|Ghost in the Vending Machine
Author: Fario PM
There was once a small vending machine on the corner of a certain street. The vending machine sold all sorts of junk, from chocolate, to crisps... even sodas. Out of all his patrons, there was one in particular that was his favourite. She always came at half past twelve and always bought a little chocolate bar. /Very short One-Shot/Rated: Fiction K - English - Friendship/Romance - Words: 980 - Reviews: 4 - Favs: 4 - Published: 09-27-12 - Status: Complete - id: 3061364
|A+ A- Full 3/4 1/2 Expand Tighten|
A/N: This teeny, little tale came to me at one in the morning and I subsequently spent the next hour jotting it down... Anyway, please enjoy, and I hope your heart is moved just like mine was when writing this!
Don't be afraid to point out typos!
There was once a small vending machine on the corner of a certain street. The vending machine sold all sorts of junk, from chocolate, to crisps*... even sodas. The machine had a few regular clients that showed up during their break or after school. Out of all these patrons, there was one in particular that was his favourite. She always came at half past twelve and always bought a little chocolate bar. The machine had gotten used to seeing her, feeling her soft touch on his keys. He had also gotten used to the repetitive motion of handing her her chocolate bar.
The girl, the machine thought, was very pretty, always dressed in casual work clothes, her black pencil skirt forming perfectly to her curves. The machine was always thrilled to see her, and yet, he was also saddened by her constant look of melancholy. The only times she allowed a smile to creep through her lips was when she took out the chocolate bar from the machine's serving tray and took slow, delicate bites of the sweet candy, right there on the spot. She would finish her treat with a gentle and peaceful look about her, letting the final bite melt in her mouth.
The vending machine began to fall into the habit of seeing the girl, and he slowly realised that she was all he looked forward to. The old business man, the boy on the bicycle, the obese woman from next door, even the man that came to fix and empty his innards were but familiar faces in a crowd of people.
He had set his internal clock to her time of visit, and ticked impatiently until the next time she would come.
One day, she arrived much later than usual, and to the vending machine's despair, with red and swollen eyes. She did not enter money nor press the machine's buttons in her usual soft manner.
Instead, she fell limply to the ground, her back leaning against the machine. She began to sob uncontrollably, and in the midst of her gasps, she spoke to herself, and although she did not realise it, she also spoke to the machine, the only constant thing in her life.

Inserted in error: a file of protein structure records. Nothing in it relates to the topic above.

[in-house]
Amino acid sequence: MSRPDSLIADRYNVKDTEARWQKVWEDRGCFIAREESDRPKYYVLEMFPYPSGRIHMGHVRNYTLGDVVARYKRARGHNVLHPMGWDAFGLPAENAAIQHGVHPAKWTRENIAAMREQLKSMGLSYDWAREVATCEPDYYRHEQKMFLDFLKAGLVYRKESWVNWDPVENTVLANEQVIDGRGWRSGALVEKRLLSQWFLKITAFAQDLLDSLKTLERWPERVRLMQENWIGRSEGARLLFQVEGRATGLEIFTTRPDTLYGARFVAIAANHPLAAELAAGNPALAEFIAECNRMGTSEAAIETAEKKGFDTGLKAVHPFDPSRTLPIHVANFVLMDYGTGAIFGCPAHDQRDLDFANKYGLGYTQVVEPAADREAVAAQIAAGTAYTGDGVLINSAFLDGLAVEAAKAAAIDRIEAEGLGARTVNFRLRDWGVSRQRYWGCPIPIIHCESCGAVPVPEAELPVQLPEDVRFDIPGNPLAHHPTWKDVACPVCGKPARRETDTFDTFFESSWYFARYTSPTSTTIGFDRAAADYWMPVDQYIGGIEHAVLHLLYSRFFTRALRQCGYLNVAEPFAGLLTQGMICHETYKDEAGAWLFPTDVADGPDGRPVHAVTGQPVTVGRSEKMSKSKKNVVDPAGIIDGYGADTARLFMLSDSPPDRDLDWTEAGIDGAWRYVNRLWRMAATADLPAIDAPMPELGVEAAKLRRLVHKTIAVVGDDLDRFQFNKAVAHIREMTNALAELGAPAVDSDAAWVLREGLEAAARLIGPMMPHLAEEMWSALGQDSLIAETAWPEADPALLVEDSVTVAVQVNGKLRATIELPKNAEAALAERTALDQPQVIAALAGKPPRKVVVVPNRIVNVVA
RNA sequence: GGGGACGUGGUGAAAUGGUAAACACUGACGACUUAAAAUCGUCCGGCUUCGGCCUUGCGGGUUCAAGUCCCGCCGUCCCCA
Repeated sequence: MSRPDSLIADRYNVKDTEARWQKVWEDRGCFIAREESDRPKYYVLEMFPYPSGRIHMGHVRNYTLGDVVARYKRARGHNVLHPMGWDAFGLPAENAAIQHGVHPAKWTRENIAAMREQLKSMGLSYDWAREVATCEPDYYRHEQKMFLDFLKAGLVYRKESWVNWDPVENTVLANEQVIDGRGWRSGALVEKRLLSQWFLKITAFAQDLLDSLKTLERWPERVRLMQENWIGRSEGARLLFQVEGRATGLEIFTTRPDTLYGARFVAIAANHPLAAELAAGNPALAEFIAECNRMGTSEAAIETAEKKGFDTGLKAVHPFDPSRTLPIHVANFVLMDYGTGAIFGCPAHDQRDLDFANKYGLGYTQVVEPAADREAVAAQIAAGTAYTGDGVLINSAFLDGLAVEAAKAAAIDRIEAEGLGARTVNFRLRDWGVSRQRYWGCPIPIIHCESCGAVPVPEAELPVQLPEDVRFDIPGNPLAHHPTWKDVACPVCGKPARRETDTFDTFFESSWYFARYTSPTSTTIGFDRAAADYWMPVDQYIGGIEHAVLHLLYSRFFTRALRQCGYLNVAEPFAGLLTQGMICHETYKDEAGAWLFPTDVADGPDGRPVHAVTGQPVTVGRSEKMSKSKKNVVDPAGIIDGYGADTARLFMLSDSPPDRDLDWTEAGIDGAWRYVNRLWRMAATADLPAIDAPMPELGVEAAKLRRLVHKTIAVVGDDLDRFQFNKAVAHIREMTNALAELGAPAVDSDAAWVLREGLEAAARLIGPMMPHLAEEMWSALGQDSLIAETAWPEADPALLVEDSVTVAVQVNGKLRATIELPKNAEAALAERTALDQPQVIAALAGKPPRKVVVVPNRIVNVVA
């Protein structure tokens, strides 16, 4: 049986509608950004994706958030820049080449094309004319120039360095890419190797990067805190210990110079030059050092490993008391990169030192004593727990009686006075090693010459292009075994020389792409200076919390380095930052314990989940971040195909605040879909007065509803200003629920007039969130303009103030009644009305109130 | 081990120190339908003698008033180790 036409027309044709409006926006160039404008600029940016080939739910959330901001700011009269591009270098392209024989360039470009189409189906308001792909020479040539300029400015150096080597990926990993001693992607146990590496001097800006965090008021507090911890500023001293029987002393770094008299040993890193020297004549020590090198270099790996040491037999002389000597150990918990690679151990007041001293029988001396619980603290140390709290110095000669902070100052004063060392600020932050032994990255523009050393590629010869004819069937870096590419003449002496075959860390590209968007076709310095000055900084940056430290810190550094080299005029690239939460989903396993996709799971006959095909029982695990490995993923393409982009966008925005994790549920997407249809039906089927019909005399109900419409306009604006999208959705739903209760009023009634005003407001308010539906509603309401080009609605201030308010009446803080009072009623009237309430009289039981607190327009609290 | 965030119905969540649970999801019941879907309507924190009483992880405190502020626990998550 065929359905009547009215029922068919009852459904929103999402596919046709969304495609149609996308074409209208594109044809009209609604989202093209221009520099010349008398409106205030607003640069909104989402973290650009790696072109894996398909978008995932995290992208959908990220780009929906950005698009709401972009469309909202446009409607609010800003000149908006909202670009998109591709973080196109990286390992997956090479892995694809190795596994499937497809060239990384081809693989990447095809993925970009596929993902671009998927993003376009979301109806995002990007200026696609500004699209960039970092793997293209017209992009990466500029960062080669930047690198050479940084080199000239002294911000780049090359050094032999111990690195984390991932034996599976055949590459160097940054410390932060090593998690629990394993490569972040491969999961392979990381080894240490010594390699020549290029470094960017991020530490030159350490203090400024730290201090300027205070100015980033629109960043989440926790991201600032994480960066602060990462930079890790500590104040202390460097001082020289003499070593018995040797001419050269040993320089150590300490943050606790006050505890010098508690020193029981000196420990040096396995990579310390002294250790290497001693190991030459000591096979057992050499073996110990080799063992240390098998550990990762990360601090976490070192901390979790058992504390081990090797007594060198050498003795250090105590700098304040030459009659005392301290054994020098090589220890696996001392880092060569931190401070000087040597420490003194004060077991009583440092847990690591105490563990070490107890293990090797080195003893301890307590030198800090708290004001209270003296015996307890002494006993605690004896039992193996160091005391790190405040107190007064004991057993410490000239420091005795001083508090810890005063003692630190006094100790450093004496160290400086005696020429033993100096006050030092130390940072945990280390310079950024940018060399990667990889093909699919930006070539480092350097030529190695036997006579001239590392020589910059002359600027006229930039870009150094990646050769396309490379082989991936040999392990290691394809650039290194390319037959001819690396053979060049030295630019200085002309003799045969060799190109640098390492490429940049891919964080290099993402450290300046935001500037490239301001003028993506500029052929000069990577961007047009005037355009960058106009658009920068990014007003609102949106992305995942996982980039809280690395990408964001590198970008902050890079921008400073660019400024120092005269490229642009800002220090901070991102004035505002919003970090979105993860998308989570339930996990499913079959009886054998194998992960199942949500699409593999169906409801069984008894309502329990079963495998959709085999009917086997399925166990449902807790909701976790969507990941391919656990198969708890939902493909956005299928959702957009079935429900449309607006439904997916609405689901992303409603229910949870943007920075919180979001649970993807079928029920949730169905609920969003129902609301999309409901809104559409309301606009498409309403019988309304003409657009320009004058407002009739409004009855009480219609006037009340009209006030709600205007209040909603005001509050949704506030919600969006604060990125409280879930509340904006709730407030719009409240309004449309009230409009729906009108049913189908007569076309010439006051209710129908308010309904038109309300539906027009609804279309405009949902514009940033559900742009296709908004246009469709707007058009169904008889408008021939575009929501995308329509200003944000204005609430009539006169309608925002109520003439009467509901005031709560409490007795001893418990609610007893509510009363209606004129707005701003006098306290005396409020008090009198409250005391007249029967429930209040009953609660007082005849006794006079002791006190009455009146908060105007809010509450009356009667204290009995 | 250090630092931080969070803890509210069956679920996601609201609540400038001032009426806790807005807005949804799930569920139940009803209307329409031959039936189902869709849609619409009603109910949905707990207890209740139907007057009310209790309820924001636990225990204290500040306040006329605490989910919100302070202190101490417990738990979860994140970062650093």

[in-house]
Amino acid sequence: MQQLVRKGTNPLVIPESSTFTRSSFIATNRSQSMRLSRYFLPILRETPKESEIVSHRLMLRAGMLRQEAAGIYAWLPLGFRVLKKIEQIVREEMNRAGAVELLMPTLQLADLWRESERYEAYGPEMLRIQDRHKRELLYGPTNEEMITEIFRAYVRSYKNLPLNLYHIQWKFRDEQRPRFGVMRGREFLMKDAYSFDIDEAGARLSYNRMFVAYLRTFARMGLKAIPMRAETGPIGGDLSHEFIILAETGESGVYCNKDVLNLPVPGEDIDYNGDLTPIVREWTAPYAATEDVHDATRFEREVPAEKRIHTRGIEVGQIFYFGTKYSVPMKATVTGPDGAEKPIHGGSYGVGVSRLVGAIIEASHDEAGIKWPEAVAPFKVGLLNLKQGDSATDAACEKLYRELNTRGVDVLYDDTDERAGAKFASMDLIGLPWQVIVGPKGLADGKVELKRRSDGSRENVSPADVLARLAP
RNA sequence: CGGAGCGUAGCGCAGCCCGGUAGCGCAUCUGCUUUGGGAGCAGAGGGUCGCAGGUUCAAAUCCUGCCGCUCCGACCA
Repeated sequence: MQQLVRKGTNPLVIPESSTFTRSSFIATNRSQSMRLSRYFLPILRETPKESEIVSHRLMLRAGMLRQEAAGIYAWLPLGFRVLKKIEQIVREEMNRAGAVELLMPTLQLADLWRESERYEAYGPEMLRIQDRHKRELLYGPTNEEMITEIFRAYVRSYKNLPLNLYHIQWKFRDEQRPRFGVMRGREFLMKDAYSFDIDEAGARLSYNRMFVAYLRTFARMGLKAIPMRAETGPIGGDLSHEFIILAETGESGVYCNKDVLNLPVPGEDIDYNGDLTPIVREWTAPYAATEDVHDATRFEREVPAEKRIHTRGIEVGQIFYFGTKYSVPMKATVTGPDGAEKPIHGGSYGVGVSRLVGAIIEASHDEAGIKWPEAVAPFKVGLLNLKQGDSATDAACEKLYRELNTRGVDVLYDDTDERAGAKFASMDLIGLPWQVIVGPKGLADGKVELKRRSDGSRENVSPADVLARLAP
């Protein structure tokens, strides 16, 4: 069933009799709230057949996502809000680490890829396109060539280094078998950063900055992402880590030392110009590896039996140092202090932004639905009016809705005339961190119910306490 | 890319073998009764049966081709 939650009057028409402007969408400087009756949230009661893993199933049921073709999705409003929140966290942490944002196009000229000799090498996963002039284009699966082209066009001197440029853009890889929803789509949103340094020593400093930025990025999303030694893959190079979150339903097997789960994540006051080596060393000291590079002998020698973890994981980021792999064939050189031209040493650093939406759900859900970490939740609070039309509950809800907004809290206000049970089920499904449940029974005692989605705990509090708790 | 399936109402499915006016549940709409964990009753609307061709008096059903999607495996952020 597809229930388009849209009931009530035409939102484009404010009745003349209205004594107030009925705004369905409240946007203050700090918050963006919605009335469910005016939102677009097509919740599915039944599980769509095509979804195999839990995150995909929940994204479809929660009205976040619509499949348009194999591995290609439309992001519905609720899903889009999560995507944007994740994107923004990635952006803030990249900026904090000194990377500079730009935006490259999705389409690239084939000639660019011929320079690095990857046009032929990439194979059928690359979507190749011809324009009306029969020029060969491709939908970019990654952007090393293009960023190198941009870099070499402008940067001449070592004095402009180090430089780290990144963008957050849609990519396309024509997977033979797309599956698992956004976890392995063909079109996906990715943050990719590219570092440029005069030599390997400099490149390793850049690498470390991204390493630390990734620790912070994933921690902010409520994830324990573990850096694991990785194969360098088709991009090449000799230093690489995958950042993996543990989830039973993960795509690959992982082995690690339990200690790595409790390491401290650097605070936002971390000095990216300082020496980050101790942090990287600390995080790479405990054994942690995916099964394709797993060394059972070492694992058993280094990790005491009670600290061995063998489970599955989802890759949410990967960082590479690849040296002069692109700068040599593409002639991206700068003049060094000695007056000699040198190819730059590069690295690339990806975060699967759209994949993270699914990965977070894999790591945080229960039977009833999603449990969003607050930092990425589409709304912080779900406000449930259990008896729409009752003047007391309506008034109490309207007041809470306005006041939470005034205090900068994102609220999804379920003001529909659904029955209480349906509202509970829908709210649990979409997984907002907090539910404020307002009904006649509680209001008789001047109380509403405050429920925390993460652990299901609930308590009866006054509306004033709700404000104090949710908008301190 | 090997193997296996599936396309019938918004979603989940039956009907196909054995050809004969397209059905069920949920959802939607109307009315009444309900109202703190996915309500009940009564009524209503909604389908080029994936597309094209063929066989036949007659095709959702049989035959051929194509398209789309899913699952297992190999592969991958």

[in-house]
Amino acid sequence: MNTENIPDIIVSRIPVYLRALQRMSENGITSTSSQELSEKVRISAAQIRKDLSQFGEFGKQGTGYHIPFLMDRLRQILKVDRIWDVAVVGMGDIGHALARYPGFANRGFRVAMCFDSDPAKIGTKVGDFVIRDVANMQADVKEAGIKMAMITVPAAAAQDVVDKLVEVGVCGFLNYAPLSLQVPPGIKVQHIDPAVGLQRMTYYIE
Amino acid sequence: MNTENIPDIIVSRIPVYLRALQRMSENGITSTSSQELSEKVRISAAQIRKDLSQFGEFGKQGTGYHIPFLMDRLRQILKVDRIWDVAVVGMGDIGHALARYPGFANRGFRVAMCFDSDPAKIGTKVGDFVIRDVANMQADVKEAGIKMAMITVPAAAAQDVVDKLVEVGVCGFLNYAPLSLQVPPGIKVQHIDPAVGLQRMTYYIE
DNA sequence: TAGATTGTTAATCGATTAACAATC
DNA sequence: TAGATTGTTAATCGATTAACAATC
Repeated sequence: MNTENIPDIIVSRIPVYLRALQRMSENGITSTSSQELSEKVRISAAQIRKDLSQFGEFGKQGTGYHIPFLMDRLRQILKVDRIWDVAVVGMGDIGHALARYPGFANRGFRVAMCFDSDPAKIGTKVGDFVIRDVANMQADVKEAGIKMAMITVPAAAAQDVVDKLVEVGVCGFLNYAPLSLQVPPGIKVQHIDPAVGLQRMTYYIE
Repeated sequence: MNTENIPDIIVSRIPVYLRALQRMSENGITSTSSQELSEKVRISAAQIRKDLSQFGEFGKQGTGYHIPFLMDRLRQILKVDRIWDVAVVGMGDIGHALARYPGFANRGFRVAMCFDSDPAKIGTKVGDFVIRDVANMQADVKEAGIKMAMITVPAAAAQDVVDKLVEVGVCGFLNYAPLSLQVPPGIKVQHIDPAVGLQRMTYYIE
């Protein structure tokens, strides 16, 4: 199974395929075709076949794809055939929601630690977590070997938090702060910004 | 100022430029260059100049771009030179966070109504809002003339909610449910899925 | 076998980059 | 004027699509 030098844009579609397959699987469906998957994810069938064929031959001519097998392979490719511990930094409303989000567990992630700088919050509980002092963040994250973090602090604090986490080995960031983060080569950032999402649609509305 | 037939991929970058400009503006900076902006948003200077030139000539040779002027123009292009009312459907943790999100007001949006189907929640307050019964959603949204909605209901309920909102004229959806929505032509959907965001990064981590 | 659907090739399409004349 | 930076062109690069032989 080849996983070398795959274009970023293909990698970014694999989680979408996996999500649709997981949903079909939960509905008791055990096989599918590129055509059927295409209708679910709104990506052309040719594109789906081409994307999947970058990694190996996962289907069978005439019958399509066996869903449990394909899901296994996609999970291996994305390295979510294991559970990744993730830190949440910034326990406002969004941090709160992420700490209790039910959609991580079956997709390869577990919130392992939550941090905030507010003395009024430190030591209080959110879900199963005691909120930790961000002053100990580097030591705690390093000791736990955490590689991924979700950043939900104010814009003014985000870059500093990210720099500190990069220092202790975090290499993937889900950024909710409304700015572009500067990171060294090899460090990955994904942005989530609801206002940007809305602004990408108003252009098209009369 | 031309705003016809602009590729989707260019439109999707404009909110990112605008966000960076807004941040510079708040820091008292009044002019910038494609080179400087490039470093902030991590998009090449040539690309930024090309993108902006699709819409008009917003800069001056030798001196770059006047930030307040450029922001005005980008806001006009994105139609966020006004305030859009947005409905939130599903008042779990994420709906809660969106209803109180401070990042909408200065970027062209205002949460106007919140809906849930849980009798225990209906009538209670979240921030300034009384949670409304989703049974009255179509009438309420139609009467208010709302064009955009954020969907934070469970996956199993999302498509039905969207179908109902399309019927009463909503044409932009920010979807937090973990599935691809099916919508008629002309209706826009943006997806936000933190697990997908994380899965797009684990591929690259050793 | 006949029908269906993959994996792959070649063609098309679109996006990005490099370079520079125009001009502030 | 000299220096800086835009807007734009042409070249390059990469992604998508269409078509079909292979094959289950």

The vending machine listened and listened for all his worth, hearing about the girl's financial problems, her broken dreams, her lost job, her cheating boyfriend; all her troubles.
Unable to do anything, the machine just stood there, inert, still, unable to hug and comfort his beloved girl. She had continued to spill waterfalls of tears, and her speech had been drowned amongst all the sounds that are associated with crying.
The machine did the only thing it knew how to do, the only thing it could do, to soothe his little girl. He twisted his coils, and at the strained noise he made, the girl turned around to face him with stunned, glistening, surprised eyes.
The chocolate bar fell to the bottom of the serving tray, and with ever widening eyes, she carefully took out the bar. She held it and turned it over, examining its glossy packaging. Finally, she unwrapped it, and with the sweet smell that was unravelled, her tears stopped flowing, leaving behind streaks in her light make-up.
She took a bite, and the nerve-wrecking pain the machine had felt instantly ceased as her face was illuminated by a bright smile.
Since that day, the girl always came back, albeit a bit later than she had previously, and she was greeted by a free chocolate bar, at which point she would eat it and talk about her day with no one in particular. Even on her wedding day, during her pregnancy and even as an old lady with barely any teeth left, she would suck on the chocolate in the company of her faithful and everlasting companion.
Then, one day, she did not show up, nor the day after, nor the day after that. After a week of absence, the machine had begun to fear the worst. After another two weeks, the machine was treated to a familiar guest.
His beloved girl's daughter sat down limply in the same manner as her mother had done before her, and she began to cry and mourn the loss of her mother, while the machine watched.
Suddenly, the girl heard a mechanical strain coming from the machine, and she turned around just in time to see her favourite gummy bears fall down into the serving tray.
The machine was certainly sad and melancholic, and for a moment, had not been able to imagine continuing to work without his sweetheart. But the idea that the girl would not want him to abandon others in need of him pushed the sombre thought out of him.
After all, the girl now munching on gummy bears in front of him looked so much like her mother; cried like her, ate like her, smiled like her.
She lit up in the exact same way her mother had the first time the machine had given her that chocolate bar...
*For my American viewers, crisps in Ireland & UK mean potato chips for you. The British English word for 'chips' is the American English word for 'fries'. So, to be clear:
crisps = chips
chips = fries
haha :) confusing, right?
But back to the point, hope you enjoyed this tiny little thing, although I realise now it is a bit weird and cheesy... but whatever! If it's gonna be cheesy, might as well make it cheddar through and through.
As always and forever though, please review!